As the global nuclear free movement grows, so too will the attention given to this land. It is in for a turbulent next few years, but no matter what any corporations, or selfish politicians say, there is no denying the dangers and outright absurdities of uranium. Too many people have been and will be hurt by nuclear weapons and nuclear power failures and many more in the future will be effected by radioactive waste that we are accumulating.

Here’s an idea to say no to uranium, leave it in the ground. Here’s an idea to say no to colonialism and exploitative western powers. This always has been, always will be Aboriginal land.

A Great Walk this year with lots of support to Stop the Yeelirrie Uranium Mine

Hi everyone and sorry for not many updates coming from the walk this year, but its been really busy and exciting and we will post some more updates over the next week..
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Massive thanks to Aunty Lizzy, Aunty Shirley and Vicky who led the Walkatjurra Walkabout through Country this year. The three of them are local Traditional Owners and are the ones participating in the Supreme court action launched together with the CCWA and the EDO to stop the Yeelirrie mine from going ahead.

There is a lot of support for this action against the previous Governments decision to approve Yeelirrie and now with the Court date set for the 14th of November we really need your help to get the funds together..

Please donate to the crowdfunding for court case

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Below is an update from Tim and more coming soon 😉

It’s late, almost midnight. I’m still 150km from Perth and still without phone or radio signal. I’ve had a long time to reflect on the week I’ve just had and already, I miss the desert. I miss the red dirt that gets into every crevice and onto every surface. I miss the spinifex needles that always seem to find that one bare patch of skin. I even miss the goona (?) pit, and its contemplative ambience (I actually miss that a lot!).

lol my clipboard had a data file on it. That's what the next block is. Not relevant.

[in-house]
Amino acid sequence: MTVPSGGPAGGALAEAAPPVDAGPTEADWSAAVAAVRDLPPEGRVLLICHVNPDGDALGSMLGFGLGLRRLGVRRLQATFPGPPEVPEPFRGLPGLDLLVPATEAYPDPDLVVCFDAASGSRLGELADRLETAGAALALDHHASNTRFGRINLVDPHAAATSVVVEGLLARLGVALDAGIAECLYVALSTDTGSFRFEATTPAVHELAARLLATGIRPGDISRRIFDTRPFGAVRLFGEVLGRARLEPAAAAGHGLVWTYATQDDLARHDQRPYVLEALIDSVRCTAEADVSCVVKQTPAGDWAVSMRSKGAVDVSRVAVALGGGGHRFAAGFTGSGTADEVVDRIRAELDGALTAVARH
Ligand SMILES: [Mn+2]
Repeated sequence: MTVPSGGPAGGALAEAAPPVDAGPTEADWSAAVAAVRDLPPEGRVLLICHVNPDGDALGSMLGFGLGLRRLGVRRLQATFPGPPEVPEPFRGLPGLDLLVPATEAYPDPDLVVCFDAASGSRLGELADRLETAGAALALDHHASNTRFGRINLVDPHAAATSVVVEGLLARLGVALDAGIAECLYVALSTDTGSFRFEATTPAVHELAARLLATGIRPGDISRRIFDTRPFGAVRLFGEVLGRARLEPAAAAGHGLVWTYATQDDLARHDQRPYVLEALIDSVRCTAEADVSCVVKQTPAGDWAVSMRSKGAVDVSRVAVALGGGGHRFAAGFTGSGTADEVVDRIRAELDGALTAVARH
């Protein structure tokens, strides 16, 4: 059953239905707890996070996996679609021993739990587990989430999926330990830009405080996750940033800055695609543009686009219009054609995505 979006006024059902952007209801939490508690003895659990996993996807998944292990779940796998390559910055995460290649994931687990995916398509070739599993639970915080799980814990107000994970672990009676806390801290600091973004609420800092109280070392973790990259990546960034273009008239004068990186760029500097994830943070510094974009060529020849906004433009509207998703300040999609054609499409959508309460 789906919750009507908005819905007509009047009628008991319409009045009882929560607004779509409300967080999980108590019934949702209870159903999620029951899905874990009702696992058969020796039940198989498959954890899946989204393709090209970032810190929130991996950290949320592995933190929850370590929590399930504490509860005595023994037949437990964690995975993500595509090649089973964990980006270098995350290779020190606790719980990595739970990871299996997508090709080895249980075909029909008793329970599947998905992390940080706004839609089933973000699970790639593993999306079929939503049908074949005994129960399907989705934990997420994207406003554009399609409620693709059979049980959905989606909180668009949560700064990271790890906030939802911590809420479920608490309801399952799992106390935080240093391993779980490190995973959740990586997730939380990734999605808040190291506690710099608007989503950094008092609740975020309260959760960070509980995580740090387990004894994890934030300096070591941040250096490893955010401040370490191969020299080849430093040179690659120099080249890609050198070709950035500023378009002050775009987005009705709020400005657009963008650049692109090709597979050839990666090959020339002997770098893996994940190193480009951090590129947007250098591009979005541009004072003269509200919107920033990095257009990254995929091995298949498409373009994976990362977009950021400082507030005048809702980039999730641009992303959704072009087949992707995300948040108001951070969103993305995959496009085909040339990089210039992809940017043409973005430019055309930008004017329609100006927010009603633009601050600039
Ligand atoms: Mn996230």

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But most of all I miss the people. The sense of community and solidarity amongst everyone in the group, including those who were there for different personal reasons, was absolutely magic. As I had nothing better to do as I drove, I put on the first episode of a podcast a friend had recommended. It detailed the life story of Glenn Loury, an African-American racial justice commentator and former Advisor to President Reagan, famous for criticising the civil rights movement in the United States in a post-Martin-Luther-King-world and more recently, racial justice movements such as the ‘Black Lives Matter’ campaign. It piqued my interest, given where I had just come from.

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Loury argues that the tactics of direct activism offend necessary political allies, eroding the goodwill of those who might otherwise champion the cause in a legislative context, and that structural racism is not the root cause of systemic brutality.

Whilst I’d agree it might be a stretch to claim that structural racism is the only root cause, the validity of Loury’s arguments to my experience on the Walkabout, and more broadly over the last few years, is negligible. Structural racism is systemic in Australia, and defines so many different issues. Similarly, persistent direct activism is often the only way to achieve a tangible outcome.

I was simply blown away listening to the stories of Marcus, Bilbo, Kid and many others around the campfire and the blockades, walks, runs and movements they have been a part of over the years. Inspirational stories about Yami Lester and Kevin Buzzacott, about epic peace walks spanning multiple countries, about Standing Rock and First Nations people in the United States and Canada, about reclaiming the Australian Coat of Arms and running, so much running.

These people and these campaigns have achieved so much. It doesn’t offend ‘necessary political allies’ to stand up for what you believe in, it offends the memory of all these people and their achievements to diminish what they fought so hard to protect.

The Walkatjurra Walkabout, even viewed as one small part of the broader Anti-Uranium movement that has spanned decades throughout Australia, is critical. More than that, it is simply one of the best experiences I have had for a long time. In just one short week I learnt so much and met so many new, wonderful people. I am blown away by the positive energy leaving camp has left me with, and I can’t wait to get back out on country!